Feeling dizzy when bending over is a common occurrence. Most causes of dizziness or lightheadedness are not serious, although some causes may require medical attention.
A person should see a doctor if the dizziness is frequent or severe enough to interfere with daily activities. A doctor will be able to help a person determine and treat the underlying cause.
According to some studies, feeling dizzy is one of the most commonly reported medical complaints. It becomes increasingly common after age 60 and is also more common in women than men.
In this article, we look at ten possible causes of dizziness when bending over.
1. Poor circulation
Man dizzy when bending over holding wall and head.
If a person’s blood is not able to circulate enough oxygen to the brain, they may experience dizziness.
Circulation refers to how well the blood moves around a person’s body. Blood carries oxygen, so if blood does not circulate properly throughout the body, the brain may not get enough oxygen.
If the brain is lacking oxygen, sudden movements, such as tilting the head up or down or bending over, can cause the person to feel dizzy.
It is important for a person to consult a doctor if poor circulation is causing dizziness, as it may be a sign of:
a heart attack
congestive heart failure
Low blood sugar
Low blood sugar or hypoglycemia can also lead to dizziness, as it can cause brain cells to malfunction. Low blood sugar may occur if a person has not eaten enough or in several hours.
People with diabetes are particularly prone to dizzy spells due to low blood sugar levels. Changes in medication or bending over immediately after taking insulin can also increase the chances of dizziness.
Low blood pressure
When a person has low blood pressure, sudden changes in the head’s position can cause dizziness, especially when bending over or standing up suddenly.
Low blood pressure is usually a mark of good health, but it can still cause symptoms. This is because the blood may have difficulty reaching the brain quickly when a person changes position.
When a person with low blood pressure bends or stands, they may experience:dizziness,spinning,dark spots in the vision,weakness,confusion,fainting
Water with mint and lemon in a jug being poured into a glass at a busy table.
Staying hydrated may help prevent lightheadedness.
Dehydration occurs when a person does not have enough fluid in their body.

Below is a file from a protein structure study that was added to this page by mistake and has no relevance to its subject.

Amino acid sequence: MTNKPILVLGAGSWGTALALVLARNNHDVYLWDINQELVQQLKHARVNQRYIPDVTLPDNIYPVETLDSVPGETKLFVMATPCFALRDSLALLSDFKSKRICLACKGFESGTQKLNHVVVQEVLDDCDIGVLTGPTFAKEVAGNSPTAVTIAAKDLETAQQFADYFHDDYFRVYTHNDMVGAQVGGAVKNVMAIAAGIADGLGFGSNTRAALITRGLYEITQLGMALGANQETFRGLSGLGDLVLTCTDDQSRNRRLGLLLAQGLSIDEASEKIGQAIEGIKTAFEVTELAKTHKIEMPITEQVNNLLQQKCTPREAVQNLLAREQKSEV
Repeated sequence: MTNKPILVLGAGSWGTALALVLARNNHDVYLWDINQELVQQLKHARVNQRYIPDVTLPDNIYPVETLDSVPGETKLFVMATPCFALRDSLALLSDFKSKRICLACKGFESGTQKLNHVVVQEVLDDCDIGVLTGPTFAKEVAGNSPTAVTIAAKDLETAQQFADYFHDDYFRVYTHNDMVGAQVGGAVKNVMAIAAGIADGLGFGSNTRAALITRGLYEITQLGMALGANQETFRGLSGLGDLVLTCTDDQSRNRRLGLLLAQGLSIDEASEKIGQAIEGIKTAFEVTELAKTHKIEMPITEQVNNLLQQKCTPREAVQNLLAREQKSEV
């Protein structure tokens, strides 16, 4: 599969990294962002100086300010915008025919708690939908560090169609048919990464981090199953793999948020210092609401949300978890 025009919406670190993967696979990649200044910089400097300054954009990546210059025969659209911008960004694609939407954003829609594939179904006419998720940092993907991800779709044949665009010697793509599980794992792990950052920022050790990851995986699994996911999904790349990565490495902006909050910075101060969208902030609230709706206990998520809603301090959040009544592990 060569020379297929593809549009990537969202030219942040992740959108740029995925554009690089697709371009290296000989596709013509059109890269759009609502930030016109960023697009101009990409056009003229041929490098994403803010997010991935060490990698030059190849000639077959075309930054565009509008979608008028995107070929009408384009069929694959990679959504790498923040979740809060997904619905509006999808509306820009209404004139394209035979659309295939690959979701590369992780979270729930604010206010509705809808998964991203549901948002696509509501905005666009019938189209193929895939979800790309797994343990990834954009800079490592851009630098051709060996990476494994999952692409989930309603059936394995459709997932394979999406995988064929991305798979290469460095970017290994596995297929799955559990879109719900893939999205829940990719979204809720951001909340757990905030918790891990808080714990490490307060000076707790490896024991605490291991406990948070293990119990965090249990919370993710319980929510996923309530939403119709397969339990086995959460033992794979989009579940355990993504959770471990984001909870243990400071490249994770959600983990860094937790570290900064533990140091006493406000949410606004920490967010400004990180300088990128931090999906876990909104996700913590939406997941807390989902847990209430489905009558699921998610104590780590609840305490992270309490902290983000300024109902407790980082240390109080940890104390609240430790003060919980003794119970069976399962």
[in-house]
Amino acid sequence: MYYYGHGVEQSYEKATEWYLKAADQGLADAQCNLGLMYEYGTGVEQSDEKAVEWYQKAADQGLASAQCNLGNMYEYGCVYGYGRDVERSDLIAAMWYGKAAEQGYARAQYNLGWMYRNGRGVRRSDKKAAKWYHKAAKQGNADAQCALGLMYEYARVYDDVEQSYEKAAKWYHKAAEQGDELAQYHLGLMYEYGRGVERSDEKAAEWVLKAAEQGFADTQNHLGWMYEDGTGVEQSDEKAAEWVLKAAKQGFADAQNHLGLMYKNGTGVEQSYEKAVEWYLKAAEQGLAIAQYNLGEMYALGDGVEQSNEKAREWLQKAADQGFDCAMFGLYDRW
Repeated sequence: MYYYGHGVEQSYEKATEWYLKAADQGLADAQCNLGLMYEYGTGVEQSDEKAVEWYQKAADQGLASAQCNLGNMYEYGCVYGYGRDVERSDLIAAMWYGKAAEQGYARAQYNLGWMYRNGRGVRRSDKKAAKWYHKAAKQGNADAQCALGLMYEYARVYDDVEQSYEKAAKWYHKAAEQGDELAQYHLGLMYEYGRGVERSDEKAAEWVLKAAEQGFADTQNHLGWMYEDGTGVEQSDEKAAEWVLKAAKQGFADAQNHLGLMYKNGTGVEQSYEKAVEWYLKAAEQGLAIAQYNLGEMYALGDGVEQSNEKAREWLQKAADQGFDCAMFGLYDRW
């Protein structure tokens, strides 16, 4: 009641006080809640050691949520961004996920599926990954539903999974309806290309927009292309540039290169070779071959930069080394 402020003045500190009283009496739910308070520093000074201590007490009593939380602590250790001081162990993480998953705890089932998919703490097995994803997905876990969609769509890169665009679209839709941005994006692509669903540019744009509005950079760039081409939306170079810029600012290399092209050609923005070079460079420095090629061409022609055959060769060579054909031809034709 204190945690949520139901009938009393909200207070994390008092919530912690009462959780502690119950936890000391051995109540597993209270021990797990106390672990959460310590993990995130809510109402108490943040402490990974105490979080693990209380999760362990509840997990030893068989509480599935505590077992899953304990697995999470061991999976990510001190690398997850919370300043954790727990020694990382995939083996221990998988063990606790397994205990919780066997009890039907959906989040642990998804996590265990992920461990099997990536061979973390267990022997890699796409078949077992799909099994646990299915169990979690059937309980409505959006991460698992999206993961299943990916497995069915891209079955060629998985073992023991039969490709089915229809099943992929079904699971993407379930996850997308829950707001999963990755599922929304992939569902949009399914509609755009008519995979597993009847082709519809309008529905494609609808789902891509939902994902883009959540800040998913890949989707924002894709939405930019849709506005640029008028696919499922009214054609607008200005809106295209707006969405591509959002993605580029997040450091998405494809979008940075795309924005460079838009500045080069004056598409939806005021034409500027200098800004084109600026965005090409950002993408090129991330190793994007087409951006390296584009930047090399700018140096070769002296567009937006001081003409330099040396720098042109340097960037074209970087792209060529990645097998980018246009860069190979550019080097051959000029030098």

The following can cause dehydration:
going for long periods without drinking
exposure to hot weather
vomiting or diarrhea
Anything that causes a person to become dehydrated may cause dizziness when they bend over. This is because having too little fluid in the body makes it difficult for the brain to function and can cause lightheadedness.
A panic attack may result in hyperventilation, which causes the carbon dioxide levels in the blood to dip.
A lack of carbon dioxide in the blood can cause dizziness or lightheadedness.
Anemia is a lack of oxygen-rich red blood cells in the body. Without enough red blood cells, the blood flowing to the brain may not contain enough oxygen, causing frequent bouts of dizziness.Other symptoms of anemia include:heart palpitations,fatigue,shortness of breath,pale skin.
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Medication side effects
Dizziness is a common side effect of a variety of medications. Some drugs that may cause dizziness include:sedatives
blood pressure medication
The thyroid produces important hormones and can have an impact on many aspects of the body, including the heart.
Hypothyroidism or underactive thyroid is when the thyroid does not produce enough of these hormones, which can result in low blood pressure and a slower heartbeat. These factors can cause dizziness when a person changes position, such as when bending over.
Problems with the inner ear
Woman inspecting mans ear.
The ear affects a person’s balance. Inner ear problems may cause dizziness.
A person’s sense of balance is regulated within the inner ear. Ear infections or injuries can cause a person to feel dizzy when standing or bending over.
Simple infections are a common cause, but a person could also have an inner ear problem called benign paroxysmal positional vertigo (BPP).
BPP occurs when a calcium particle from one part of the ear comes off and moves to another part of the ear. This can cause both dizziness and vertigo.
Meniere’s disease is associated with long periods of extreme dizziness. The dizziness can occur while standing, bending, or for no apparent reason.
A person with Meniere’s disease will also likely experience:
pressure in the ears
ringing in the ears
Other underlying conditions
Other underlying conditions that can cause occasional dizziness include:
hormone changes during menstruation or pregnancy
chronic fatigue syndrome